According to an early church historian and Arian sympathizer named Philostorgius:

…Arius, after his secession from the church, composed several songs to be sung by sailors, and by millers, and by travellers along the high road, and others of the same kind, which he adapted to certain tunes, as he thought suitable in each separate case, and thus by degrees seduced the minds of the unlearned by the attractiveness of his songs to the adoption of his own impiety.[10]

That is to say, Arius intentionally wrote catchy songs to be sung by the common people with the express purpose of spreading his false teaching. The link between the spread of Arian heresy and song-writing is further confirmed by the writings of Athanasius, a legendary defender of the Trinity and lead opponent of Arianism, who referenced Arius’ “ballads” in his defense of orthodox Nicene theology, De Decretis.[11] It seems historically valid to understand that Arius used songwriting as a strategic technique to popularize his teaching.[12]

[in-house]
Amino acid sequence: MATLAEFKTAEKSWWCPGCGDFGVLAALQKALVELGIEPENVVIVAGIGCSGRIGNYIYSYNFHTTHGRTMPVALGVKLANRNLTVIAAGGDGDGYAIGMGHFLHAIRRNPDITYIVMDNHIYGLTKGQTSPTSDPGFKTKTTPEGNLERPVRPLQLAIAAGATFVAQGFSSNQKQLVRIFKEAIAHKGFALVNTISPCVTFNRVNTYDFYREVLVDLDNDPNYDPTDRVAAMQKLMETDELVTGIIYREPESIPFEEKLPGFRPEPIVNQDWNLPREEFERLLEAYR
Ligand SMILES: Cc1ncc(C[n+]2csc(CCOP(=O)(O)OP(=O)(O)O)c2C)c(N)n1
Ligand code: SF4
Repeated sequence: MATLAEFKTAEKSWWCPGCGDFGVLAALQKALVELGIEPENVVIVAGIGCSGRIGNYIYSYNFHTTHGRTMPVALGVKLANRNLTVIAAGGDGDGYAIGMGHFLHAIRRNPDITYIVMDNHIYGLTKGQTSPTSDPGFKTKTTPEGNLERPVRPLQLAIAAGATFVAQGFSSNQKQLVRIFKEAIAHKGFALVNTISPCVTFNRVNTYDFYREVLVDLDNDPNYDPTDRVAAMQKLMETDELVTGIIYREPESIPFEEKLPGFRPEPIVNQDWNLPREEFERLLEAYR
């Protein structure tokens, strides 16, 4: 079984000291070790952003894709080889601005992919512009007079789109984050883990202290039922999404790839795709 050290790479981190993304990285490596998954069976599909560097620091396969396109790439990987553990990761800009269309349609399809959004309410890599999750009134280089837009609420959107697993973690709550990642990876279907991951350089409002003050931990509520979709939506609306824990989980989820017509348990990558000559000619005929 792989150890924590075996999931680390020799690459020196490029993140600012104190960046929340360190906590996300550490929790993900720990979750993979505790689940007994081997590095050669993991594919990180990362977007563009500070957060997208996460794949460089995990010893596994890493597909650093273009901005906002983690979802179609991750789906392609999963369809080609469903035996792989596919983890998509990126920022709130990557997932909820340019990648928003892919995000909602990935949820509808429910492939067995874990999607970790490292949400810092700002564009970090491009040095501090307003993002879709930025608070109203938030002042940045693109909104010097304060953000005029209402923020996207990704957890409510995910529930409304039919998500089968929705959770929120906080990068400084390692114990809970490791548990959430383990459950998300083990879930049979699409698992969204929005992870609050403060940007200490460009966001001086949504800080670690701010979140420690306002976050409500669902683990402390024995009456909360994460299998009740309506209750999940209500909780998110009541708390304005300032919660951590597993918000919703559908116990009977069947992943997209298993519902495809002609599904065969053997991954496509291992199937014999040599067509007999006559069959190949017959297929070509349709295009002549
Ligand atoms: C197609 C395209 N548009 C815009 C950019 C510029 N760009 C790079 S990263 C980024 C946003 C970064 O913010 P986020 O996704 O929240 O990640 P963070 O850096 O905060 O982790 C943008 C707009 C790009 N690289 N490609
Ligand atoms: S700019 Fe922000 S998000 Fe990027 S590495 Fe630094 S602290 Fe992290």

In the same vein of thinking, Jesus Culture explains on their website that the “songs they release capture the heart of the movement.”[13] To shed more light on this idea, Bethel Music states on its website that its mission is to “carry the culture of Heaven to the nations through worship and to see the global expansion of God’s Kingdom through His manifest presence.”[14] One should note that the phrase “culture of Heaven” is hugely important here – this is a loaded phrase which is central to the unique theology and practice of Bethel.[15] This points to an intentional relationship between Bethel’s music and its core teachings, which is further proven in this quote from Bethel Senior Leader Bill Johnson:

Music bypasses all the intellectual barriers and when the anointing of God is on a song, people will begin to believe things they wouldn’t believe through teaching.[16]

Here’s the point: just as Arius used music to spread his false teachings in the fourth century, so now, over 1,600 years later, Bethel is actively using vastly popular worship songs and music to spread its own teaching.